‘A Small Team With a Mighty Scope’ — Behind Whatnot’s Fast-Paced, User-Obsessed Culture

Tech leaders at the e-commerce unicorn tell Built In about the company’s ambitious hiring plans, user-first mindset and strategies for staying ahead of the game while in hypergrowth mode.

Published on Jul. 24, 2023
‘A Small Team With a Mighty Scope’ — Behind Whatnot’s Fast-Paced, User-Obsessed Culture
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When the team at Whatnot, a fast-growing livestream shopping marketplace, wanted to introduce a tipping feature to the platform this year, it saw two distinct paths forward: allow users to tip directly in their local currency, or have them purchase digital gifts tied to platform currency. 

“There were healthy debates about the long-term viability of both approaches and strong preferences on the route to take,” said Amish Kagalwala, Whatnot’s director of product.

The feature would give users another way to engage with the platform and create an additional stream of revenue for sellers with active, enthusiastic communities, so it had to be simple to use and ready to launch without unnecessary delays.

The team outlined the pros and cons of each option, evaluating their potential impact and the effort required to build them out. Rather than spend weeks trying to get everyone on board with one approach, the team zeroed in on building the right solution that users wanted and quickly iterated on it based on feedback. The proponents of the approach not chosen proceeded by choosing to “disagree and commit,” Kagalwala said.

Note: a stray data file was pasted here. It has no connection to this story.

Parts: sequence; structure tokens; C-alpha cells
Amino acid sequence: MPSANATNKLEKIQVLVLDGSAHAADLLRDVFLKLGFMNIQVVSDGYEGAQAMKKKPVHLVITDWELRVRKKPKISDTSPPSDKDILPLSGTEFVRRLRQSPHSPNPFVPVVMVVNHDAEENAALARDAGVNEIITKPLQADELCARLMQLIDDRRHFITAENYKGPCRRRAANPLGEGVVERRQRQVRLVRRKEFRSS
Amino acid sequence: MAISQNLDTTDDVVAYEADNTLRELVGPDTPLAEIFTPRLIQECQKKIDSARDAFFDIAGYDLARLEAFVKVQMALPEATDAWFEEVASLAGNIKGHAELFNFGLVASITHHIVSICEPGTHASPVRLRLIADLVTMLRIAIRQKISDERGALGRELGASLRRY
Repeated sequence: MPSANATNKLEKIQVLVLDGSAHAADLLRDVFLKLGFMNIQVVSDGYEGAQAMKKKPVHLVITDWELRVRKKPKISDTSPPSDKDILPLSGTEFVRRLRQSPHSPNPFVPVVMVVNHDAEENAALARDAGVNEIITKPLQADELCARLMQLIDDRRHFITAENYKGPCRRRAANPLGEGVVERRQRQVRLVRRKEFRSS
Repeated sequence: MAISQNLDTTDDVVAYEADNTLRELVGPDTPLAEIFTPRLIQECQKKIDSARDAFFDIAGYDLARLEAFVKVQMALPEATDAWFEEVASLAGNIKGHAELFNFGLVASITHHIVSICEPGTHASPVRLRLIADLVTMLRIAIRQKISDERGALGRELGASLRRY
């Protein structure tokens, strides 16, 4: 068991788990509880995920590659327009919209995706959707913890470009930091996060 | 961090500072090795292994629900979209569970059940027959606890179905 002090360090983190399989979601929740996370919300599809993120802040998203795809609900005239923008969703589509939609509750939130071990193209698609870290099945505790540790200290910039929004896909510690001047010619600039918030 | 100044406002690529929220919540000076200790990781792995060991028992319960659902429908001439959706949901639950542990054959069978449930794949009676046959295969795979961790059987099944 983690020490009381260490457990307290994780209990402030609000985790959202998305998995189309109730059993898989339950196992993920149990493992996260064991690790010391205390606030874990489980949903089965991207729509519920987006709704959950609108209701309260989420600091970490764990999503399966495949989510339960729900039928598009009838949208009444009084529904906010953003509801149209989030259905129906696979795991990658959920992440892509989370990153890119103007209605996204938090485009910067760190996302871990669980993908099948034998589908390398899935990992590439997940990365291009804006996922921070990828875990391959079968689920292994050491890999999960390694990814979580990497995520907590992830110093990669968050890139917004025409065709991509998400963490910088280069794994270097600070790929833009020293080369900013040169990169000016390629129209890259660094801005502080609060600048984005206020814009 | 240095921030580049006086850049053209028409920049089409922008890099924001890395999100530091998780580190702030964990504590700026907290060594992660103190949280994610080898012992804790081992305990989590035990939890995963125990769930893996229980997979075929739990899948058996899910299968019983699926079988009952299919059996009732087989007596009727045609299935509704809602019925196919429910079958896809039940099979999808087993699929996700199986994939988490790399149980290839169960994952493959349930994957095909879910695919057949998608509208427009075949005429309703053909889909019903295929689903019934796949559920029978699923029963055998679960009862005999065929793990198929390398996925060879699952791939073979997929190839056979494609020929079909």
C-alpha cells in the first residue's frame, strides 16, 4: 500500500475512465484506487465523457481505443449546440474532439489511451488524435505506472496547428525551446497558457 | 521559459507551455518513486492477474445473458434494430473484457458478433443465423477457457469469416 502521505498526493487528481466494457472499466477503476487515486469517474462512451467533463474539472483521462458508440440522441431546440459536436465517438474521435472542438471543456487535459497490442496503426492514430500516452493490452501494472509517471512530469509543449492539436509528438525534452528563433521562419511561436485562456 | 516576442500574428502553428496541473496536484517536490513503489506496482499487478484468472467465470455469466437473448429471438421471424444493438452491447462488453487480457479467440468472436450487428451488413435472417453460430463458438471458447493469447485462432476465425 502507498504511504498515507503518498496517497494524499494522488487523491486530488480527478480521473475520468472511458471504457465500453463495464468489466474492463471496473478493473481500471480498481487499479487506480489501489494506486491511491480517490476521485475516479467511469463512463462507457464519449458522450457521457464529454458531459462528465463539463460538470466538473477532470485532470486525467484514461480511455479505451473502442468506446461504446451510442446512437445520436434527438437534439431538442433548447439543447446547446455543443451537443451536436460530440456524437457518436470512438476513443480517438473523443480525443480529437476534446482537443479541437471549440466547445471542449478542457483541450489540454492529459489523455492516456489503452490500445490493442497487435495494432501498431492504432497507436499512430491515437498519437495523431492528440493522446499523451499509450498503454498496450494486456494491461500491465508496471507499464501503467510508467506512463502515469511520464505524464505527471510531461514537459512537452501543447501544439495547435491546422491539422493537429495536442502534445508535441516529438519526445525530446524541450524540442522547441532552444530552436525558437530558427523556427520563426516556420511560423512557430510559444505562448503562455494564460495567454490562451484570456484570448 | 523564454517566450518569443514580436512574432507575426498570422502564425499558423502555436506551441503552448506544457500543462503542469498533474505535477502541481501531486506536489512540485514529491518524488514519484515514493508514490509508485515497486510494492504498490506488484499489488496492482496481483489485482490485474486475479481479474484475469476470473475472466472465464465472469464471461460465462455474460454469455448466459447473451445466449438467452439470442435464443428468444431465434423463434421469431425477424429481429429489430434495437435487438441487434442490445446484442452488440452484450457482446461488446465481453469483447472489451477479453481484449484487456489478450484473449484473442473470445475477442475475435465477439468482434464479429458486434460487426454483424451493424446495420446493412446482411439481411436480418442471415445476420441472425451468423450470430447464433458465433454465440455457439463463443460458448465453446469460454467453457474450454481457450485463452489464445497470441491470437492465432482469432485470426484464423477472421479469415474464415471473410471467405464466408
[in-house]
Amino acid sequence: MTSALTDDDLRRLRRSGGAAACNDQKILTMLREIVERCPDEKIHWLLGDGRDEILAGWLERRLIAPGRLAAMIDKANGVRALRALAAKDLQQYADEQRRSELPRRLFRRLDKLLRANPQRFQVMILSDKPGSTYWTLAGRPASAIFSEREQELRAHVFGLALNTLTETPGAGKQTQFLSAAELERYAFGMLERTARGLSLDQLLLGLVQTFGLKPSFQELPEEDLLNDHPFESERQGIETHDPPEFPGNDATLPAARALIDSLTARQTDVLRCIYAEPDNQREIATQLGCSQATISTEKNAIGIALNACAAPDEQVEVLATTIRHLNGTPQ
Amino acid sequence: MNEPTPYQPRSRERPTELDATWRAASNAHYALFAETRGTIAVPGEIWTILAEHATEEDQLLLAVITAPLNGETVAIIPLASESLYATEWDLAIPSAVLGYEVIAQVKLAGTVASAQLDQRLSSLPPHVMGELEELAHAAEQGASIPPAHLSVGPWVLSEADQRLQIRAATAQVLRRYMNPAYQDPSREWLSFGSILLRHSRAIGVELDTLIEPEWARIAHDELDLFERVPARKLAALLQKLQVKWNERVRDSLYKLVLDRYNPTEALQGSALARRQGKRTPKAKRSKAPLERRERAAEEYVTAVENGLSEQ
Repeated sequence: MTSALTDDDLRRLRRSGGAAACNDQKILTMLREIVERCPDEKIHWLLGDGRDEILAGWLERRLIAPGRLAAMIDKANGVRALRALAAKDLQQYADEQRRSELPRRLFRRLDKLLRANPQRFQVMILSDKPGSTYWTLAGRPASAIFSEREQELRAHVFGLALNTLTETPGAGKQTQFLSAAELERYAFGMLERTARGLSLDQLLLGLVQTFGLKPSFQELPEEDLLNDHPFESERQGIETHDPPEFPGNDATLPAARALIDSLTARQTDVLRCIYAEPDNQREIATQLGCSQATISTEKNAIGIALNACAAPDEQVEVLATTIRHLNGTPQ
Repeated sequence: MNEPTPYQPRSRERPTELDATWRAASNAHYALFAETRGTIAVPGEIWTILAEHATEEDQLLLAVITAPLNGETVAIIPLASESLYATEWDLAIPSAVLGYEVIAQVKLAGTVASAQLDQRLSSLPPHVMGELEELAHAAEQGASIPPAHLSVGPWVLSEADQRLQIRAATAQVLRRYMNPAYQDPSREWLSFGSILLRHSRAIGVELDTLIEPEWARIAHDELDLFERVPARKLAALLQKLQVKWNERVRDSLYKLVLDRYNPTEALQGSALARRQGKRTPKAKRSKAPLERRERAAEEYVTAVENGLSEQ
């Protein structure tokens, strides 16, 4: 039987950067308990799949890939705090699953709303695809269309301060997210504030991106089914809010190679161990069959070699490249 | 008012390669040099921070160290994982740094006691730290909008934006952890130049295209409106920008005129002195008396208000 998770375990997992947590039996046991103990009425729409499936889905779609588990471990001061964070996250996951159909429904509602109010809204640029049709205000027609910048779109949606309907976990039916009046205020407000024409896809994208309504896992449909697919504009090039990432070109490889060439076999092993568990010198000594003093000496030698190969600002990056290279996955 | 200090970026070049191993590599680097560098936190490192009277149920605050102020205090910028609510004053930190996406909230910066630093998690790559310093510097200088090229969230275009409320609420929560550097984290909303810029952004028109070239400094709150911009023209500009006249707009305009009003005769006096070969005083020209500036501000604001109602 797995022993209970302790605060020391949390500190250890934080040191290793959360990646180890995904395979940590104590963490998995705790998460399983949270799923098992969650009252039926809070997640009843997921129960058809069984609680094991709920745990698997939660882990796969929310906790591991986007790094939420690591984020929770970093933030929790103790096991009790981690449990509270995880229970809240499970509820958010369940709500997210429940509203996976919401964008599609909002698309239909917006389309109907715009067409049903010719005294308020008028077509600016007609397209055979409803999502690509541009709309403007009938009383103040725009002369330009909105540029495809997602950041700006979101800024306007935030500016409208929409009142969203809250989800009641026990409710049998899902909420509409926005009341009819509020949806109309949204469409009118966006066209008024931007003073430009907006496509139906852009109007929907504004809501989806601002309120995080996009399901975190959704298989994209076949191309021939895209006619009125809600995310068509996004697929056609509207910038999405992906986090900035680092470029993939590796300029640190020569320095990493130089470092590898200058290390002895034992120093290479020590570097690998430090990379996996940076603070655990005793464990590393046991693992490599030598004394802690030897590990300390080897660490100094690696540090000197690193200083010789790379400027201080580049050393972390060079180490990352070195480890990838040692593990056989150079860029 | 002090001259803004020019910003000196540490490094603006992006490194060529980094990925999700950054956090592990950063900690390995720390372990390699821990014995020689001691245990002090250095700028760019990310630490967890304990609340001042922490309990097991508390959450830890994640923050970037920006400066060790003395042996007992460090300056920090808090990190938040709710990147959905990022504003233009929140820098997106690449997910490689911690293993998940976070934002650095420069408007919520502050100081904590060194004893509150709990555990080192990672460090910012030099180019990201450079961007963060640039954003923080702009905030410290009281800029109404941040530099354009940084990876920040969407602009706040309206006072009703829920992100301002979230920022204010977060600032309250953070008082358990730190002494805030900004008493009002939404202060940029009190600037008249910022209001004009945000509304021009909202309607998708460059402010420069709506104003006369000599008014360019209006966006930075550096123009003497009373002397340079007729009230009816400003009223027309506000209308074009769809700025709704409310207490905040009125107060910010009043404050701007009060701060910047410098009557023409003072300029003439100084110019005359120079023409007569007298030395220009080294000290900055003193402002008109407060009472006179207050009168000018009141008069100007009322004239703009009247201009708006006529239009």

This decision-making principle was made famous by Jeff Bezos in his 2016 Amazon shareholders letter, and it’s helped Whatnot maintain speed and accountability as the company has scaled.   

“We've embraced being able to disagree and commit and not be afraid of conflicts,” said Kagalwala. “Once you get the right inputs from the right people, you should move forward. Everyone has differing opinions, and if you try to make everyone happy, the end result will be suboptimal.”

Indeed, a few months in, direct tipping is a resounding success — and a product the team plans to build on in the future.


Whatnot launched in December 2019 as a live-auction platform focused on collectibles like Funko Pop! figures and Pokémon cards. Since then, it has grown into the largest livestream shopping platform in the United States, connecting buyers and sellers across over 100 categories — such as sports memorabilia, sneakers, fashion and comics — as well as launching into new regions across Europe. 

In 2022, more than 100 sellers each sold over $1 million worth of products on the platform, and in 2023, it hosted celebrity auctions with Lil Yachty, Questlove, Patrick Mahomes and more. Following its $260 million Series D funding round, Whatnot plans to double down on fashion, add additional categories and ramp up hiring across all functions.


Building for the Future

Thinking big and moving fast are central to Whatnot’s ethos, but reaching ambitious goals means staying several steps ahead.

“We are a young, fast-moving company, and as such we need to be incredibly thoughtful about what we work on and how we build systems to allow for constant iteration and easy maintenance,” said Emmanuel Fuentes, Whatnot’s engineering director of machine learning and data platforms.

When he joined the startup in early 2021, his team was working with many “wide” domain-specific datasets in its warehouse, but they had a north star in mind: At a certain scale of employees, they would need to implement dimensional modeling to centralize business logic to keep decision making moving fast. Two years later, that time came, and they were ready to build it out given the early abstractions put in place, he said.


“We are a young, fast-moving company, and as such we need to allow for constant iteration and easy maintenance.”